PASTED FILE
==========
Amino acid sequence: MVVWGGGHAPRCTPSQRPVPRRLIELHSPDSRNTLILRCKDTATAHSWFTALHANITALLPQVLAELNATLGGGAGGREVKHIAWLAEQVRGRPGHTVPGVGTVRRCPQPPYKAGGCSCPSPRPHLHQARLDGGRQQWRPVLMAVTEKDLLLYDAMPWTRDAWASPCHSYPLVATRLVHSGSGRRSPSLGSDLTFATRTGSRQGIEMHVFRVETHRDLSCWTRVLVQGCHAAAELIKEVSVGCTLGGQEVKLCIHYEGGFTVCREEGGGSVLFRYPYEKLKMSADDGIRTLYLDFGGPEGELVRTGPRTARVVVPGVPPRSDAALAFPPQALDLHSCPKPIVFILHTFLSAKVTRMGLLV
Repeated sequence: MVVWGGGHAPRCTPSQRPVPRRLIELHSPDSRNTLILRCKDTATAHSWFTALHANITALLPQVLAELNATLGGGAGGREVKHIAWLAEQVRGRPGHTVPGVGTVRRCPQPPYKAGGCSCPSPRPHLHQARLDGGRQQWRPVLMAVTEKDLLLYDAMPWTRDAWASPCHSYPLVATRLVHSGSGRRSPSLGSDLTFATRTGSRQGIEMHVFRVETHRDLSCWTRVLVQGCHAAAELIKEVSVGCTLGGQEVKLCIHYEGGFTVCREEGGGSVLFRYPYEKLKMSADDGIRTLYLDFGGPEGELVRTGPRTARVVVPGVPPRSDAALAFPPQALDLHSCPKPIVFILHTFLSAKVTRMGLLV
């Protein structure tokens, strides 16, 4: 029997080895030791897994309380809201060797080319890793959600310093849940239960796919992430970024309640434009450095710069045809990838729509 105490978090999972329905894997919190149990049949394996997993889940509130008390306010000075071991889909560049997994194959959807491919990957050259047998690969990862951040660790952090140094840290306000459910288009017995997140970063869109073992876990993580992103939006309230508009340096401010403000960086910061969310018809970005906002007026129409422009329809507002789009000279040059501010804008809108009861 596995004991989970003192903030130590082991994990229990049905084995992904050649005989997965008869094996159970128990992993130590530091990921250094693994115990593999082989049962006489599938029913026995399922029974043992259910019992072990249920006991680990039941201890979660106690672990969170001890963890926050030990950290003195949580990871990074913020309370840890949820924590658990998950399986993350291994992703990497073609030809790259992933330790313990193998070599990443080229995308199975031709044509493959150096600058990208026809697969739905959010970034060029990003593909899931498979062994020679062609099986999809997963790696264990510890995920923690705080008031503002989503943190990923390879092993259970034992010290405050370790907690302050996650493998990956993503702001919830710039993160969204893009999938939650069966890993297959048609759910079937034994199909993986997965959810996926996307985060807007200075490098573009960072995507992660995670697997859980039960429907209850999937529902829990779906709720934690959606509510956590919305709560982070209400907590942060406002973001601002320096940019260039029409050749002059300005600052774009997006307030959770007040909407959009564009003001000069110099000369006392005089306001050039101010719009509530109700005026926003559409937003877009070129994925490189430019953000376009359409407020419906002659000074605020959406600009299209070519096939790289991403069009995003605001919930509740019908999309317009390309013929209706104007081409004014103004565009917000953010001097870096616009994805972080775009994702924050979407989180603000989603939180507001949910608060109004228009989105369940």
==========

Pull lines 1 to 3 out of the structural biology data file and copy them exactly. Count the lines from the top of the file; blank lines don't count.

Amino acid sequence: MVVWGGGHAPRCTPSQRPVPRRLIELHSPDSRNTLILRCKDTATAHSWFTALHANITALLPQVLAELNATLGGGAGGREVKHIAWLAEQVRGRPGHTVPGVGTVRRCPQPPYKAGGCSCPSPRPHLHQARLDGGRQQWRPVLMAVTEKDLLLYDAMPWTRDAWASPCHSYPLVATRLVHSGSGRRSPSLGSDLTFATRTGSRQGIEMHVFRVETHRDLSCWTRVLVQGCHAAAELIKEVSVGCTLGGQEVKLCIHYEGGFTVCREEGGGSVLFRYPYEKLKMSADDGIRTLYLDFGGPEGELVRTGPRTARVVVPGVPPRSDAALAFPPQALDLHSCPKPIVFILHTFLSAKVTRMGLLV
Repeated sequence: MVVWGGGHAPRCTPSQRPVPRRLIELHSPDSRNTLILRCKDTATAHSWFTALHANITALLPQVLAELNATLGGGAGGREVKHIAWLAEQVRGRPGHTVPGVGTVRRCPQPPYKAGGCSCPSPRPHLHQARLDGGRQQWRPVLMAVTEKDLLLYDAMPWTRDAWASPCHSYPLVATRLVHSGSGRRSPSLGSDLTFATRTGSRQGIEMHVFRVETHRDLSCWTRVLVQGCHAAAELIKEVSVGCTLGGQEVKLCIHYEGGFTVCREEGGGSVLFRYPYEKLKMSADDGIRTLYLDFGGPEGELVRTGPRTARVVVPGVPPRSDAALAFPPQALDLHSCPKPIVFILHTFLSAKVTRMGLLV
């Protein structure tokens, strides 16, 4: 029997080895030791897994309380809201060797080319890793959600310093849940239960796919992430970024309640434009450095710069045809990838729509 105490978090999972329905894997919190149990049949394996997993889940509130008390306010000075071991889909560049997994194959959807491919990957050259047998690969990862951040660790952090140094840290306000459910288009017995997140970063869109073992876990993580992103939006309230508009340096401010403000960086910061969310018809970005906002007026129409422009329809507002789009000279040059501010804008809108009861 596995004991989970003192903030130590082991994990229990049905084995992904050649005989997965008869094996159970128990992993130590530091990921250094693994115990593999082989049962006489599938029913026995399922029974043992259910019992072990249920006991680990039941201890979660106690672990969170001890963890926050030990950290003195949580990871990074913020309370840890949820924590658990998950399986993350291994992703990497073609030809790259992933330790313990193998070599990443080229995308199975031709044509493959150096600058990208026809697969739905959010970034060029990003593909899931498979062994020679062609099986999809997963790696264990510890995920923690705080008031503002989503943190990923390879092993259970034992010290405050370790907690302050996650493998990956993503702001919830710039993160969204893009999938939650069966890993297959048609759910079937034994199909993986997965959810996926996307985060807007200075490098573009960072995507992660995670697997859980039960429907209850999937529902829990779906709720934690959606509510956590919305709560982070209400907590942060406002973001601002320096940019260039029409050749002059300005600052774009997006307030959770007040909407959009564009003001000069110099000369006392005089306001050039101010719009509530109700005026926003559409937003877009070129994925490189430019953000376009359409407020419906002659000074605020959406600009299209070519096939790289991403069009995003605001919930509740019908999309317009390309013929209706104007081409004014103004565009917000953010001097870096616009994805972080775009994702924050979407989180603000989603939180507001949910608060109004228009989105369940």